The modern story of Napa Valley, the one that begins after World War II and leads to the boom days of today, is really the story of one man. That man is Robert Mondavi, and the best place to get a feel for his life and legacy is the landmark winery he founded and that bears his name in Napa.
But if you’re looking for an out-of-the-way place to better understand who the man was, go to Saint Helena Cemetery on Spring Street in St. Helena. Founded after the Civil War, it is a quiet and quietly beautiful place that transports you into a different world far removed from the hubbub of cars and commerce that is occurring just a few blocks away on the town’s busy Main Street.
I went to the cemetery not just in search of the spirit of Robert Mondavi, but also to see the gravesite of another man who is buried there, Chick Gandil, one of the most famous cheaters in baseball history. A ringleader in the notorious 1919 Black Sox Scandal, he and seven other Chicago White Sox players, bribed by gamblers, deliberately threw games and lost the World Series, an act of ignominy that has followed them all into the grave.
“Why is everyone interested in him?” Carol Sanderlin, the cemetery’s office manager, said to me after I asked her where I could find Gandil’s grave. After I explained about him, she said, “Oh, he was a bad guy? Well then why does everyone want to see him—to make sure he’s still there?”
Sanderlin is chipper and friendly, and did not seem to mind having a person to chat with for a moment. We were standing in her office, a plain building next to the cemetery gates. She explained that every year at least a few baseball fans come to pay their respects to Gandil, who, after his baseball infamy, eventually moved to Napa Valley where he died in 1970. On a map she circled Block 20 and said, “If you can’t find him, let me know. I love going outside.”
I couldn’t find him and had to call Carol for help. She and her chief groundskeeper led me to his marker just off Live Oak Road. Gandil’s wife, who survived by him by a year, is buried with him. Despite a hard life the troubled ballplayer has found a pleasant place to spend eternity. Trees provide shade— redwood, cedar, oak and many more varieties are all over these spacious 25-acre grounds—and his granite marker is set flat into grass, much like the ballfield grass he played on when he was young. That morning sprinklers shot out sprays of water over his section.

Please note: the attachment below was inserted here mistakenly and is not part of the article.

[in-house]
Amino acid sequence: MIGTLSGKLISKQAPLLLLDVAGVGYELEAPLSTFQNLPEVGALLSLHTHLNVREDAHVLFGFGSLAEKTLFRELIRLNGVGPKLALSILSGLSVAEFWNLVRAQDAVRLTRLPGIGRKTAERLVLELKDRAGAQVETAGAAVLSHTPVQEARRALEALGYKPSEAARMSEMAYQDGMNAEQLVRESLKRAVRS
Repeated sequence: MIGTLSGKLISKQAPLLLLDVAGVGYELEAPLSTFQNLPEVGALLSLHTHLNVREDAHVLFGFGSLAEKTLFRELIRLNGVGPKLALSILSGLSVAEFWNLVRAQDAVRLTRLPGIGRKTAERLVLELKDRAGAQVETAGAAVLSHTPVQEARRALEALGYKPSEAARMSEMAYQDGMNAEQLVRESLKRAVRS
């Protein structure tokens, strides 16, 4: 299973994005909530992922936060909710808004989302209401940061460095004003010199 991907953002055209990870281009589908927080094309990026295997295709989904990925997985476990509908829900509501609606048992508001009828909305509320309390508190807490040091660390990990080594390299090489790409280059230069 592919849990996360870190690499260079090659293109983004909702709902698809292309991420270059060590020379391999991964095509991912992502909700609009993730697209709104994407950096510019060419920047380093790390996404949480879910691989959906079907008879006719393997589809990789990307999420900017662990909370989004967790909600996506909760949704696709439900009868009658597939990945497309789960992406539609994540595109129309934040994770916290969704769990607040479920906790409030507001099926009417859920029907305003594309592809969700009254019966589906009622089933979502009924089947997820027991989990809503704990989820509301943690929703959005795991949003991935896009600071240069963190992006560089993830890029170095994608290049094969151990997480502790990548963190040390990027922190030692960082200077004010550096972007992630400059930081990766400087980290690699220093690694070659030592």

Outside Sanderlin’s office is a beautiful black granite memorial in honor of the local soldiers who gave their lives for their country. William Simmons, a Civil War Congressional Medal of Honor winner, has a plot in the cemetery and other veterans of the Civil War (and other past wars) are buried there as well. Ner Tamid Jewish Cemetery is a section within the cemetery that is reserved for Jews and operates according to Jewish customs. The cemetery is also the last resting place for indigent people who could not afford a burial, including psychiatric patients from Napa State Hospital. Hundreds of these forgotten souls have found common ground with one of the titans of Napa Valley, “a visionary winemaker and brilliant marketer” (Wine Spectator) who made even France and Italy pay attention to, and offer grudging respect for, California wines.
Ambitious, energetic, a lover of art and culture as well as the art and culture of wine, Mondavi died in 2008 at age 94 and his burial site is in Block 13 of the cemetery. “When you go to 13,” Sanderlin said, “you can’t miss it. It’s a big rock.”
But I did miss it when I drove past it (the chief groundskeeper had to show me the way again), in part because the rock isn’t that big, at least not as big as I thought it would be. For a man of such accomplishment and wealth—before his death Mondavi donated $35 million to the University of California at Davis to benefit its performing arts center and to establish the Institute for Wine and Food Science—I halfway expected something Gibraltar-like.
But it’s not. His grave marker is quite humble in its way and smaller than the more traditional upright headstones on either side of it. The marker to its right is much bigger and wider. What the Mondavi headstone is, though, is individual. There is nothing else like it in Block 13 or anywhere else in the cemetery.
It is, as Sanderlin said, a rock. It is the size of a small boulder and looks raw and natural and comes to a kind of peak, like a mountaintop. It is set on top of a smooth black marble base. Etched into the face of the rock in all capital letters is “ROBERT MONDAVI,” under which are the dates of his birth and death. Nothing more. No other words or dates, on the front or back. The onlooker is left to fill in the details himself.
Sanderlin told me that until Mondavi came to Block 13, it was not as popular as it is now. Once he arrived it became a much more desirable site, and there are any number of stones and markers in the area. The branch of an oak spreads over the Mondavi rock and the other markers, and there is a nearby bench to sit and think of what is past, passing and to come. Off in the distance, between some trees, you can see a vineyard.
Robert Mondavi, always in sight of those wondrous vines that defined his life and he so loved. Robert Mondavi, a leader. An individual who scaled mountainous heights in his time. Robert Mondavi, a man of action and of the earth. A rock.
Saint Helena Public Cemetery, 2461 Spring Street, St. Helena. 707-963-3544. Weekday office hours are 10 a.m.-3 p.m., but the gates are open from dawn to dusk, seven days a week. Next door on Spring is the Holy Cross Catholic Cemetery. It has its own set of contemplative and religious sights, including a stone chapel built in the early 1900s and a statue of Christ, his head bowed slightly as if to signify that respect is due all those who are remembered in these sacred places.